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Hinduism, “Caste System” and discrimination – Join the debate

Dear Readers,

I am moving several comments on the Turkey and Secularism post here due to the fact that they are more to do with Hinduism and discrimination and less with the subject of the original post.

Please continue this discussion on this thread.



1. Patriot, on October 8th, 2007

There is this whole positioning about Hinduism (excuse me, VCK) being such a tolerant religion, which has not imposed its faith on others.

I really, really want to question this:

Hinduism or Sanatana Dharma is a drawdown from the polytheistic faith of our ancestors who settled in the indus valley region (wherever they came from, that is another debate!). They settled and grew in what was probably the most fertile, productive and habitable region of the civilised world then (ex the Nile region). As a result, they never needed to go out of this region to ensure survival. All they needed to ensure is that any invaders did not wipe out their gene pool. Moreover, as invaders came and settled here, the original inhabitants accepted them into their gene pool, because the Invaders were militarily MORE POWERFUL.

Thus grew the myth of peace loving, non-geographical extending hindus. But, have you considered the following: While the Hindus did not harrass any external faith, they more than made up for it by what they did to people of their own faith!!!

1. The caste system – the longest running discrimination system in the world, both in terms of number of years and volume of people discriminated against
2. The treatment of women – child marriage, Sati, widows sent off to Benares to become prostitutes, temple prostitutes, no chance of owning property, I could go on and on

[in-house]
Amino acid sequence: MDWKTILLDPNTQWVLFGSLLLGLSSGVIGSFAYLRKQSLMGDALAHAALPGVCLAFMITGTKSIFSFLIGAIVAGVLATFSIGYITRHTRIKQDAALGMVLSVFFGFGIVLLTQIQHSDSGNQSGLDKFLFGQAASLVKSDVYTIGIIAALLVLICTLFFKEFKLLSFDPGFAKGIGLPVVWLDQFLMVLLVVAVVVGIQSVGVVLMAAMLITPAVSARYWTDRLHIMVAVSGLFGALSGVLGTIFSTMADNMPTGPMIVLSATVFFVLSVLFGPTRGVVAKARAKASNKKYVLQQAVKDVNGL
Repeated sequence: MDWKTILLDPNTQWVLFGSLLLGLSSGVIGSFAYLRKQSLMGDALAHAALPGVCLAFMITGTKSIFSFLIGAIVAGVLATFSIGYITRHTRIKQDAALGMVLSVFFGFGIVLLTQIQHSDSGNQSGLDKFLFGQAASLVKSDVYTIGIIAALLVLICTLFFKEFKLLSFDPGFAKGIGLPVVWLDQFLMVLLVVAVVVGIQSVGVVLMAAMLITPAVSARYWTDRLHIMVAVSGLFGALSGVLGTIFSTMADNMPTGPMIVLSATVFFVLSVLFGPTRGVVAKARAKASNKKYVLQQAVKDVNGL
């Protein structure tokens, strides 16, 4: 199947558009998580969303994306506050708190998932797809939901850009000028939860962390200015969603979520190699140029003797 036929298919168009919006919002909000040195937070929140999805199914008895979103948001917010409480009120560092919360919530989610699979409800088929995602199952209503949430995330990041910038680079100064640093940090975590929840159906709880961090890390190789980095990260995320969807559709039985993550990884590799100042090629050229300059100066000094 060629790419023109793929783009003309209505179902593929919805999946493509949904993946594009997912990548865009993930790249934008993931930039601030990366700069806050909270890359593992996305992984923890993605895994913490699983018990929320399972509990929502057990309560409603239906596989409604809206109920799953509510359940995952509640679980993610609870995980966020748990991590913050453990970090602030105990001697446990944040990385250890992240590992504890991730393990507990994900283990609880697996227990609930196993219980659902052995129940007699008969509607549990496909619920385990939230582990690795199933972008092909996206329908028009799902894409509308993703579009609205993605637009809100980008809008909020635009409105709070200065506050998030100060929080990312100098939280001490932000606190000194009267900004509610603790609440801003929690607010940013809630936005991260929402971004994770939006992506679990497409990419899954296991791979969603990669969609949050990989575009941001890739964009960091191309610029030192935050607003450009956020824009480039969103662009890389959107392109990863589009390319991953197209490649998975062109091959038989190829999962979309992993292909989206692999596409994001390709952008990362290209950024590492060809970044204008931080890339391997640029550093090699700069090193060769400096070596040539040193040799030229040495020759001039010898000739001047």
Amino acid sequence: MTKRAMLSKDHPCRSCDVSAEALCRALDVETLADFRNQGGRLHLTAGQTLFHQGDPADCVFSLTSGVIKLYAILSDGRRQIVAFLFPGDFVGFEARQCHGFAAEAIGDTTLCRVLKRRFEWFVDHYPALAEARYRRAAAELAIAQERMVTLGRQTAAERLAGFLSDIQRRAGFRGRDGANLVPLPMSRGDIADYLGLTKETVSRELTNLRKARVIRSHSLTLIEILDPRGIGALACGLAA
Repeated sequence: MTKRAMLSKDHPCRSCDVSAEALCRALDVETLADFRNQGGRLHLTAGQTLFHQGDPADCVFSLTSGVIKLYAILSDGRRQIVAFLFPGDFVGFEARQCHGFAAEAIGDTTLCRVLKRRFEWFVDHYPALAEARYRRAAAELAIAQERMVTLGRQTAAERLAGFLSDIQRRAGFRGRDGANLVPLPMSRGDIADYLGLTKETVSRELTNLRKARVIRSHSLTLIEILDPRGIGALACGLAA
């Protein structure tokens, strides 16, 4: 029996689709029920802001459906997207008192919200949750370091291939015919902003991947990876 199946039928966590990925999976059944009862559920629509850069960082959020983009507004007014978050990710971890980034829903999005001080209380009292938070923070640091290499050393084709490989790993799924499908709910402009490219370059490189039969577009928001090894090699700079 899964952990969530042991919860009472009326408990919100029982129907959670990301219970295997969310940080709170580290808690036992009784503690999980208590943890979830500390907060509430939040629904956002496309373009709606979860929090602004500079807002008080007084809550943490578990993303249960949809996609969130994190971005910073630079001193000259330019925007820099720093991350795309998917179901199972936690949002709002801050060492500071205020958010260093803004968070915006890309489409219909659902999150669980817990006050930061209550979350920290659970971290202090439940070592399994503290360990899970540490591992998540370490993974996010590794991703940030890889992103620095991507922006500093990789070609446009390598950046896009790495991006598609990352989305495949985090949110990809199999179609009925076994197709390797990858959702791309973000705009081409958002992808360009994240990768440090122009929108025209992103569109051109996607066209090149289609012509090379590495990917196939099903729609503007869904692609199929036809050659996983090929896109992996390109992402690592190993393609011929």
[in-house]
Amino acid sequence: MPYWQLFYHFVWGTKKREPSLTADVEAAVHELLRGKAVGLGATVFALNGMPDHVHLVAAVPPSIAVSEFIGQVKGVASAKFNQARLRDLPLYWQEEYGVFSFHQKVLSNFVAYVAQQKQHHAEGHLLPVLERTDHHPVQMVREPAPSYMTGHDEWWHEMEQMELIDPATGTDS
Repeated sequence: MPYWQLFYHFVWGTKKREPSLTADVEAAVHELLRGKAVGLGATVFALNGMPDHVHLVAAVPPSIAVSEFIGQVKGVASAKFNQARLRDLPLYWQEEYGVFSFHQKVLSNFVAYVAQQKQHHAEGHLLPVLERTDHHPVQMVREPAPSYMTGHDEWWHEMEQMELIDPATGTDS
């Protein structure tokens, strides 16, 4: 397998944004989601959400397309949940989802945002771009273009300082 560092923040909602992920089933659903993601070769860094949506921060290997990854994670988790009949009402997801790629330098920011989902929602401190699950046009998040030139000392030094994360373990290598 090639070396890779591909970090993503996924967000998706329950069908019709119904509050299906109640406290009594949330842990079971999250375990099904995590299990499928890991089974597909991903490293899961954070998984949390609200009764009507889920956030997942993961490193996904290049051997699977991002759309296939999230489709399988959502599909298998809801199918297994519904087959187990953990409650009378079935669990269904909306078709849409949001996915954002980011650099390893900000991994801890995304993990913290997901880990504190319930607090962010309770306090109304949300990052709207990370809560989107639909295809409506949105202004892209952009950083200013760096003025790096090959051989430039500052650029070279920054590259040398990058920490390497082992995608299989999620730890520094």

3. Education – Large scale deprivation of education for 85% of the population. All prayers said in Sanskrit (not understood by 95% of the people, equivalent to Latin masses of the Roman church) – this still goes on, no local languages are used.

I can go on and on, but I think this should be a good starting point for all those who believe Hinduism to be a peaceful religion to respond? And, my point is that a lot of the above practices are STILL going on … hinduism is like a cancer that feeds on its own people.


2. v.c.krishnan, on October 8th, 2007

Dear Sir,

It is always hinduism and Caste! What about the caste system in the “Enlightened Educated Society”.
I am always surprised that the modern “Educated Individual” (EI for short) keeps harping on Rituals and Caste in the religion.

The EI considers it abhorring and “Feels” so much for the deprived. But suppose the same EI goes to a give a lecture at a place where only a three peice/coat is made compulsory to enter the hallowed precints. What does he do, he goes to the extent of even investing in one for a single night to be a part of this “Society”
The same EI feels it very comfortable where some places known as “Exclusive Clubs” and inside that a place known as a “Bar” , where people most times find it difficult to hold their physical needs under control, and what are they expected to wear A Collared shirt, Pants, ( maybe the dhothi does not sufficiently cover the parts covered by a pant) and feet should be appropraitely covered.  This means a Jibba/Kurta, a Dhoti, and a Chappal are not wears but something else!!

No EI would like to avoid such a place as he has to be part of the crowd and the �in society�.
For the EI this is not a casteless society but subscribing to certain norms.

Why single out a way of life and state that it has these flaws and leaves out people from this activity or that activity.
Just as a club has its norms and its bye laws every society carves out a way of life for it.
When one is not anathema why is the other considered so. Is it because the underlying feeling is that it is related to the next world where one catches up with the greatest person one wishes to meet�GOD! or is it anything else?

Caste in what ever form you may call it exists in every human being. So let us get down from our high horses and feel the earth for what it is.



3. B Shantanu, on October 9th, 2007

@ Patriot: Thanks for contributing to the discussion with your thought-provoking remarks (as always!).

Hurried response (due to time pressure):